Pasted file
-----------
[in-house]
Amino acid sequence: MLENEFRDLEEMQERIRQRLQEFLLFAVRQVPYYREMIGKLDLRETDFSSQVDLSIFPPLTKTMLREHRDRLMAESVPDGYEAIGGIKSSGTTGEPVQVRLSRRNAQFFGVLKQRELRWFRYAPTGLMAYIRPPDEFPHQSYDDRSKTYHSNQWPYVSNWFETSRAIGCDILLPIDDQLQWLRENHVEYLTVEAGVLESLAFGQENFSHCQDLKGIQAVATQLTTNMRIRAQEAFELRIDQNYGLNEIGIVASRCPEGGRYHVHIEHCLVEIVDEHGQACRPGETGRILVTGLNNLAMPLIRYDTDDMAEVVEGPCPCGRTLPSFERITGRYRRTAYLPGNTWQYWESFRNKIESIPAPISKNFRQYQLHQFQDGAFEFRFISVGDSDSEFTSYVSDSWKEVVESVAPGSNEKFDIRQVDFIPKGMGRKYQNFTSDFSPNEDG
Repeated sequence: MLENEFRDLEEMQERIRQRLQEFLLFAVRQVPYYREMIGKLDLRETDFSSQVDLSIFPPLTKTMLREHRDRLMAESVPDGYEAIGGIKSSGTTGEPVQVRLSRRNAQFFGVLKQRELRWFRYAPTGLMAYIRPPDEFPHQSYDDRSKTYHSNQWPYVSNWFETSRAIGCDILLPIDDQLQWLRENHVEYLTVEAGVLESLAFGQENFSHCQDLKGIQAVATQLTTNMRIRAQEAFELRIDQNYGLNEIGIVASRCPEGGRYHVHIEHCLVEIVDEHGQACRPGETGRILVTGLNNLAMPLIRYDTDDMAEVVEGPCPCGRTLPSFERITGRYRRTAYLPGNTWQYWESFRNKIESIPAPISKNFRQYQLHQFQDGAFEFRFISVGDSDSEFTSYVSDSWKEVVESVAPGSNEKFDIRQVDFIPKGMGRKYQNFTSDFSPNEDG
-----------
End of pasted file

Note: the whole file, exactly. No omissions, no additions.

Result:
[in-house]
Amino acid sequence: MLENEFRDLEEMQERIRQRLQEFLLFAVRQVPYYREMIGKLDLRETDFSSQVDLSIFPPLTKTMLREHRDRLMAESVPDGYEAIGGIKSSGTTGEPVQVRLSRRNAQFFGVLKQRELRWFRYAPTGLMAYIRPPDEFPHQSYDDRSKTYHSNQWPYVSNWFETSRAIGCDILLPIDDQLQWLRENHVEYLTVEAGVLESLAFGQENFSHCQDLKGIQAVATQLTTNMRIRAQEAFELRIDQNYGLNEIGIVASRCPEGGRYHVHIEHCLVEIVDEHGQACRPGETGRILVTGLNNLAMPLIRYDTDDMAEVVEGPCPCGRTLPSFERITGRYRRTAYLPGNTWQYWESFRNKIESIPAPISKNFRQYQLHQFQDGAFEFRFISVGDSDSEFTSYVSDSWKEVVESVAPGSNEKFDIRQVDFIPKGMGRKYQNFTSDFSPNEDG
Repeated sequence: MLENEFRDLEEMQERIRQRLQEFLLFAVRQVPYYREMIGKLDLRETDFSSQVDLSIFPPLTKTMLREHRDRLMAESVPDGYEAIGGIKSSGTTGEPVQVRLSRRNAQFFGVLKQRELRWFRYAPTGLMAYIRPPDEFPHQSYDDRSKTYHSNQWPYVSNWFETSRAIGCDILLPIDDQLQWLRENHVEYLTVEAGVLESLAFGQENFSHCQDLKGIQAVATQLTTNMRIRAQEAFELRIDQNYGLNEIGIVASRCPEGGRYHVHIEHCLVEIVDEHGQACRPGETGRILVTGLNNLAMPLIRYDTDDMAEVVEGPCPCGRTLPSFERITGRYRRTAYLPGNTWQYWESFRNKIESIPAPISKNFRQYQLHQFQDGAFEFRFISVGDSDSEFTSYVSDSWKEVVESVAPGSNEKFDIRQVDFIPKGMGRKYQNFTSDFSPNEDG